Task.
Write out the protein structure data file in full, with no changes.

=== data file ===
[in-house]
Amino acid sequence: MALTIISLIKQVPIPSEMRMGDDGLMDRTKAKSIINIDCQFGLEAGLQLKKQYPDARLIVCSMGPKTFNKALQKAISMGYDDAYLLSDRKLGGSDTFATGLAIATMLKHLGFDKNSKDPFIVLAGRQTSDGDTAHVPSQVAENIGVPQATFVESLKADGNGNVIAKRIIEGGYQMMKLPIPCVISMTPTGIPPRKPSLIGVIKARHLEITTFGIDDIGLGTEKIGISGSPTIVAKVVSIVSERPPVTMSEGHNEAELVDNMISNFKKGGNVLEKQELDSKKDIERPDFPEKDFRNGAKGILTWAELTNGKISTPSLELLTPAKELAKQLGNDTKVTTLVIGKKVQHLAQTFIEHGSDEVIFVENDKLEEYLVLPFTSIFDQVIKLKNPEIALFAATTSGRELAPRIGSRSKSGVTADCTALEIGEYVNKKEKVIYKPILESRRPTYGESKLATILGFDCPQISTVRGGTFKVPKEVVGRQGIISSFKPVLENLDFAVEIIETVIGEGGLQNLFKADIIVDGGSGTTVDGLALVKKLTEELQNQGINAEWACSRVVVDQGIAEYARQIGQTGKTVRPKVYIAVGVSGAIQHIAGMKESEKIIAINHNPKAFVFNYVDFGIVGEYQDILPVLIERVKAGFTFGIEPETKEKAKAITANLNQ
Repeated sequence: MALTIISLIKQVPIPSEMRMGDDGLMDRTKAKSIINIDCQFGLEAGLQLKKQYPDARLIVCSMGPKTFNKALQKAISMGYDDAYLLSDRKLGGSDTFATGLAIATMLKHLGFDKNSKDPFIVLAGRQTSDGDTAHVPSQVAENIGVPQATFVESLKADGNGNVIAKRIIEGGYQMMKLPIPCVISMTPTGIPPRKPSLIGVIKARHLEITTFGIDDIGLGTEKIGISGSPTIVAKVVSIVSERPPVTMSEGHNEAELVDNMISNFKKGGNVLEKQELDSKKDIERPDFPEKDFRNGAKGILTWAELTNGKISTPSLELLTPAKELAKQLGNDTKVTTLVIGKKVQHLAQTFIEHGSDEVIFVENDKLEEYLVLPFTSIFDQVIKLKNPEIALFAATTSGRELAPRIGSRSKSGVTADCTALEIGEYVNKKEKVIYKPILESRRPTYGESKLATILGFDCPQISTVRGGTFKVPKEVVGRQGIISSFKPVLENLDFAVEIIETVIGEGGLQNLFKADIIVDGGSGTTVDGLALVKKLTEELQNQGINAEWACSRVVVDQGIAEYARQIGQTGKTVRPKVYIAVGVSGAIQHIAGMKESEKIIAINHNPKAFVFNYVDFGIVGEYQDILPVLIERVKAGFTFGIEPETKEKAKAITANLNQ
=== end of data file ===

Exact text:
[in-house]
Amino acid sequence: MALTIISLIKQVPIPSEMRMGDDGLMDRTKAKSIINIDCQFGLEAGLQLKKQYPDARLIVCSMGPKTFNKALQKAISMGYDDAYLLSDRKLGGSDTFATGLAIATMLKHLGFDKNSKDPFIVLAGRQTSDGDTAHVPSQVAENIGVPQATFVESLKADGNGNVIAKRIIEGGYQMMKLPIPCVISMTPTGIPPRKPSLIGVIKARHLEITTFGIDDIGLGTEKIGISGSPTIVAKVVSIVSERPPVTMSEGHNEAELVDNMISNFKKGGNVLEKQELDSKKDIERPDFPEKDFRNGAKGILTWAELTNGKISTPSLELLTPAKELAKQLGNDTKVTTLVIGKKVQHLAQTFIEHGSDEVIFVENDKLEEYLVLPFTSIFDQVIKLKNPEIALFAATTSGRELAPRIGSRSKSGVTADCTALEIGEYVNKKEKVIYKPILESRRPTYGESKLATILGFDCPQISTVRGGTFKVPKEVVGRQGIISSFKPVLENLDFAVEIIETVIGEGGLQNLFKADIIVDGGSGTTVDGLALVKKLTEELQNQGINAEWACSRVVVDQGIAEYARQIGQTGKTVRPKVYIAVGVSGAIQHIAGMKESEKIIAINHNPKAFVFNYVDFGIVGEYQDILPVLIERVKAGFTFGIEPETKEKAKAITANLNQ
Repeated sequence: MALTIISLIKQVPIPSEMRMGDDGLMDRTKAKSIINIDCQFGLEAGLQLKKQYPDARLIVCSMGPKTFNKALQKAISMGYDDAYLLSDRKLGGSDTFATGLAIATMLKHLGFDKNSKDPFIVLAGRQTSDGDTAHVPSQVAENIGVPQATFVESLKADGNGNVIAKRIIEGGYQMMKLPIPCVISMTPTGIPPRKPSLIGVIKARHLEITTFGIDDIGLGTEKIGISGSPTIVAKVVSIVSERPPVTMSEGHNEAELVDNMISNFKKGGNVLEKQELDSKKDIERPDFPEKDFRNGAKGILTWAELTNGKISTPSLELLTPAKELAKQLGNDTKVTTLVIGKKVQHLAQTFIEHGSDEVIFVENDKLEEYLVLPFTSIFDQVIKLKNPEIALFAATTSGRELAPRIGSRSKSGVTADCTALEIGEYVNKKEKVIYKPILESRRPTYGESKLATILGFDCPQISTVRGGTFKVPKEVVGRQGIISSFKPVLENLDFAVEIIETVIGEGGLQNLFKADIIVDGGSGTTVDGLALVKKLTEELQNQGINAEWACSRVVVDQGIAEYARQIGQTGKTVRPKVYIAVGVSGAIQHIAGMKESEKIIAINHNPKAFVFNYVDFGIVGEYQDILPVLIERVKAGFTFGIEPETKEKAKAITANLNQ